The Story Many Don’t Tell: My Experience Growing Up in a Hoarded Home

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I’m going to tell you a story.

I don’t like to call it a secret, but for a long time, I treated it that way.  I know I can be totally open with you about it—probably with you more than most people. It’s taken me a long time to get it out, but I’m ready, and I think you understand. 

I was raised in a hoarding environment. 

I’m not sure precisely when it started, or when I learned to keep quiet about it. I obviously learned it like just like children pick up silly songs by repetition, or learn to say “please” and “thank you.” It’s drilled into you, and though you may not know the day it clicked, you know it’s wedged in tight. 

I think the spiral started in earnest when I was 12. Things weren’t Better Homes and Gardens before that? But it was tolerable. But my grandmother died, and that was the beginning. Like a lot of hoards, the collection in my home grew slowly, out of grief or helplessness, or the need to hold on to something that’s already irretrievable. 

The problem is, it held onto me, too. Still to this day. The hoard gathered in me, built up in neglected corners, piled up in my personality just like it did the countertops and cabinets of my childhood.

It took a long time to realize how much that environment changed me as a person. It took me a VERY long time to articulate that parts of my childhood were traumatic.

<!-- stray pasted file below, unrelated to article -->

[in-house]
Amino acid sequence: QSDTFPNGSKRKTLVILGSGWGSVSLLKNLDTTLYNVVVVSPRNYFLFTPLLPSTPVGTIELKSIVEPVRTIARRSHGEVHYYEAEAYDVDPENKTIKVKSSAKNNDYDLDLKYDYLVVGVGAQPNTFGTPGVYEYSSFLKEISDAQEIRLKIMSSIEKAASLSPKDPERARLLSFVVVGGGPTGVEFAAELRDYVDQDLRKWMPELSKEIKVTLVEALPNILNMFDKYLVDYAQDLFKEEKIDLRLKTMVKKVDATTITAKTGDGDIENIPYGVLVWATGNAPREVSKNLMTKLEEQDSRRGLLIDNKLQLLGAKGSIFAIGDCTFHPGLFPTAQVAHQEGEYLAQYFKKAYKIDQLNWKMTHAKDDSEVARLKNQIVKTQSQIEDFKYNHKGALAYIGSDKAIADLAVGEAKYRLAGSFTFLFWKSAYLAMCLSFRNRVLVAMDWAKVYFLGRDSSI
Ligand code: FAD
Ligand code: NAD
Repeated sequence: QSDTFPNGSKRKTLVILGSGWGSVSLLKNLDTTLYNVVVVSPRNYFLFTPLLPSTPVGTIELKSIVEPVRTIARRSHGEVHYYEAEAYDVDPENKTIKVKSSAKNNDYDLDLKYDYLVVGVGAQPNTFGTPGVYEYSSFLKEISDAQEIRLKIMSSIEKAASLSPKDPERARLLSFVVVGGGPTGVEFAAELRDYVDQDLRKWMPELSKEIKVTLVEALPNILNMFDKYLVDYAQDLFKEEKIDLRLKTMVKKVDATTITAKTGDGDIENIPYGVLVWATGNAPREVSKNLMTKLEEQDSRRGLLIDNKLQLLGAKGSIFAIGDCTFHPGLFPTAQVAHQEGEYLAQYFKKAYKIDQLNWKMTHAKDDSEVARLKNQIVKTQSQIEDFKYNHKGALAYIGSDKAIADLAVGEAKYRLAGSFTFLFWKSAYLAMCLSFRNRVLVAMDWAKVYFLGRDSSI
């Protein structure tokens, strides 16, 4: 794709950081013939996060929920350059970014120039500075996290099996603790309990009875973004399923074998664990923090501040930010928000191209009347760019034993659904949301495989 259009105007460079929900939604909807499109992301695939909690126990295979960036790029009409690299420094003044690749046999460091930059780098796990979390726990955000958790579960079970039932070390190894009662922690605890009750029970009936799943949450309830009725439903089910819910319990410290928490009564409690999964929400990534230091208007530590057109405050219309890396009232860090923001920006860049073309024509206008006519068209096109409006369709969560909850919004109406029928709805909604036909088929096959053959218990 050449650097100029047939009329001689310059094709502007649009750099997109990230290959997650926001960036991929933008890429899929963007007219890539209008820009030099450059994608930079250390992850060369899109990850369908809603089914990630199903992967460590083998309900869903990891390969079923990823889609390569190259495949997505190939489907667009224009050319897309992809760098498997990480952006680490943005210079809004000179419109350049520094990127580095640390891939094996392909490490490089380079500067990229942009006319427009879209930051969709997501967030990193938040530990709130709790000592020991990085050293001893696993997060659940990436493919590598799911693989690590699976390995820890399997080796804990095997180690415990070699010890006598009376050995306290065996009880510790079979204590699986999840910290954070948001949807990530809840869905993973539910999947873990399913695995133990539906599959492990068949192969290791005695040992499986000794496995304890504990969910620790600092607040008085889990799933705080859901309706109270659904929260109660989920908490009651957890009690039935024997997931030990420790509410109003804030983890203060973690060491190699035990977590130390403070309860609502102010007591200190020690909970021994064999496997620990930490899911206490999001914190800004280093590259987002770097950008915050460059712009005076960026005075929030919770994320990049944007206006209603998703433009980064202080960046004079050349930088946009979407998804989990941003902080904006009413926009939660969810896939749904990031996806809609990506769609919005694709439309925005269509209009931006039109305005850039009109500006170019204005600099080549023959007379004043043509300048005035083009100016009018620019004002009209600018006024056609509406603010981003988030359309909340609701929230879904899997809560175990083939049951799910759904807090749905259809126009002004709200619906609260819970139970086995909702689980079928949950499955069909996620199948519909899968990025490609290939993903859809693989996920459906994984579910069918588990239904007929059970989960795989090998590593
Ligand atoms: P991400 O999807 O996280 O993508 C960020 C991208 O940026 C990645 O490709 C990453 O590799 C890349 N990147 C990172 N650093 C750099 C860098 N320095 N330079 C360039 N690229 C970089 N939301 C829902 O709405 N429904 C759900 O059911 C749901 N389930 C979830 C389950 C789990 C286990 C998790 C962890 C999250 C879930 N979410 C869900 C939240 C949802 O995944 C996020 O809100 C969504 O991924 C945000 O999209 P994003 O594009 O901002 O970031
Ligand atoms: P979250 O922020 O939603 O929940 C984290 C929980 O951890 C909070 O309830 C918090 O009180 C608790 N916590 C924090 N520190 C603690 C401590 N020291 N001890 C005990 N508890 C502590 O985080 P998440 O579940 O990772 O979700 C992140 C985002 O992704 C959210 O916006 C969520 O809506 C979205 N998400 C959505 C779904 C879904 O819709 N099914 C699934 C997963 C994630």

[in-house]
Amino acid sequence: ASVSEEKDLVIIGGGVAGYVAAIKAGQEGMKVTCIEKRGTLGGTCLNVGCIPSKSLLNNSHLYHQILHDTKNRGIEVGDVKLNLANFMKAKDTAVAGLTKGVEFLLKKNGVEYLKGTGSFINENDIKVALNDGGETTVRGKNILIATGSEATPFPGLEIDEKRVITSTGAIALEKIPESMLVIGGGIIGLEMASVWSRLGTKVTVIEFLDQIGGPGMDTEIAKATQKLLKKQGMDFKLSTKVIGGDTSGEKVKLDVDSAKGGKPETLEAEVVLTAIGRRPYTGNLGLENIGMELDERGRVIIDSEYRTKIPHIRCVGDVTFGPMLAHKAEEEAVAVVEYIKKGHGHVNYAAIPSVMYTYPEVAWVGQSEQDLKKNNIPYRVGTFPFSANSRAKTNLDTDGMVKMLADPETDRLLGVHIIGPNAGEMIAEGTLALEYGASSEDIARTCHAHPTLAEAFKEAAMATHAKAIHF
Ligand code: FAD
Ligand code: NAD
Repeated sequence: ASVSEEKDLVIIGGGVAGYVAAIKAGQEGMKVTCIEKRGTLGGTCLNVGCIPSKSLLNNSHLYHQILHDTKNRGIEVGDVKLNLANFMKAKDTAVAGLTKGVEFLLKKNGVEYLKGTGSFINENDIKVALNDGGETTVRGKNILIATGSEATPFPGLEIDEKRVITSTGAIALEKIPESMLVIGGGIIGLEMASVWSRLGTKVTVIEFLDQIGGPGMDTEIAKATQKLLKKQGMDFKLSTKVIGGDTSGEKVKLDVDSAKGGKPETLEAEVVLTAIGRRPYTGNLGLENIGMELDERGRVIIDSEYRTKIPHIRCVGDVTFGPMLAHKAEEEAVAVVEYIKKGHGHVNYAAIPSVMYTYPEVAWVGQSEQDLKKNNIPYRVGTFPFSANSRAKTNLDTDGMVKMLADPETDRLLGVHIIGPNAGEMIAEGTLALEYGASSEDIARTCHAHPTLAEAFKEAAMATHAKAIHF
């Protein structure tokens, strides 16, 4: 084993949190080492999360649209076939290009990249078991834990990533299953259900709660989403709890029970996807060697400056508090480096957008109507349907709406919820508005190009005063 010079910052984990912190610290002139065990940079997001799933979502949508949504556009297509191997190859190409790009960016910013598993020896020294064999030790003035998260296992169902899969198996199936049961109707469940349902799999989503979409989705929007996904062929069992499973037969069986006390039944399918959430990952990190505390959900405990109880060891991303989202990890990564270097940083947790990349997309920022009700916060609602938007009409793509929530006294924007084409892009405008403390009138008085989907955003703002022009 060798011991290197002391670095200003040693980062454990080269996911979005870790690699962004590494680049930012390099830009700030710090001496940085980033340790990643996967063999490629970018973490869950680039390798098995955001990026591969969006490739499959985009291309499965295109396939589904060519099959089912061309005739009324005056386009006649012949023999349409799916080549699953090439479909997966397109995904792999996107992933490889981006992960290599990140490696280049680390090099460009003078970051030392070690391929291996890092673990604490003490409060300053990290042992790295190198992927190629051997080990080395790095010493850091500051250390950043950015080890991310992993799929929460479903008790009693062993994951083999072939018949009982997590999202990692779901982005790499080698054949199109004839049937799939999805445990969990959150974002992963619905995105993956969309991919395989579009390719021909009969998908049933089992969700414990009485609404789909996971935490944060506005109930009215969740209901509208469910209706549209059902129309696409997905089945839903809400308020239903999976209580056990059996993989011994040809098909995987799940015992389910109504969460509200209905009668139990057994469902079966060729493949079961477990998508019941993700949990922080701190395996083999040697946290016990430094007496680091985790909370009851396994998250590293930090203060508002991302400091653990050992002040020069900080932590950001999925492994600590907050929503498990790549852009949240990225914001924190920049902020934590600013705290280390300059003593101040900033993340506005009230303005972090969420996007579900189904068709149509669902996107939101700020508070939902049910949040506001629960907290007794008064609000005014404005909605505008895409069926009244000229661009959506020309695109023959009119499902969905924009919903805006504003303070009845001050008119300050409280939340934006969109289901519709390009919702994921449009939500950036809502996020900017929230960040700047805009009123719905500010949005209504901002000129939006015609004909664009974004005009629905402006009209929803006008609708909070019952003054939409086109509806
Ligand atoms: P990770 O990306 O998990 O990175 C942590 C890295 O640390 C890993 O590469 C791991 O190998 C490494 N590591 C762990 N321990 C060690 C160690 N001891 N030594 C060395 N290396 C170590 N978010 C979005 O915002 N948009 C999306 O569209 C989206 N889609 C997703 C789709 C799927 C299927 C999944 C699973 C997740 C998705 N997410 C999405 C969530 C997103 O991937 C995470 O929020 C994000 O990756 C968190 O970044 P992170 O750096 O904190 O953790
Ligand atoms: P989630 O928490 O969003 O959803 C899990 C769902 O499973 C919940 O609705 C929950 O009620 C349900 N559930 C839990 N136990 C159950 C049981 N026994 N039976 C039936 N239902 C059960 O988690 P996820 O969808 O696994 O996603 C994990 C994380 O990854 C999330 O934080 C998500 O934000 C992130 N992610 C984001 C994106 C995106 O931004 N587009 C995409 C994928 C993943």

I can tell you all this because I’m pretty sure you’ve felt the same way. You may just be starting to dig out, or you may have done a LOT of clearing up already. Wherever you are on that journey, it’s okay. In either case, I know you get what I’m talking about.

Keeping up Appearances 

I didn’t have a “bad” childhood by most standards. I grew up riding. We went to church. My parents worked hard to provide and make By most outward appearances, we were a happy, normal, working-class family. I had the things I needed, I didn’t want for anything. I had more than some.

I always had new clothes. Mom was a department-store MVP in her prime. But those clothes were the product of shopping trips that dragged on until my feet hurt. We once stood in a long line to buy something, even while an unexpected period threatened to embarrass me. Even though its arrival made my body ache. My mom told me I was making a big deal out of nothing. 

So I may have gone to school with new clothes, but I’d also sometimes go with a head full of snarly hair. The rat’s nest caught the teacher’s attention. I’m sure it caught the kids’ attention, too. “There must be something wrong with me,” I thought. Clearly, I couldn’t take care of myself and I had failed. I think I was 10.

It was fairly soon after that when the fights began. The clutter in the basement became worse. The shopping took a toll on the finances. Throwing things out slowly became an activity best done in secret. The fights over “recovery missions” where my mom would pull things out of the trash that dad had discarded became louder. The house got worse over time.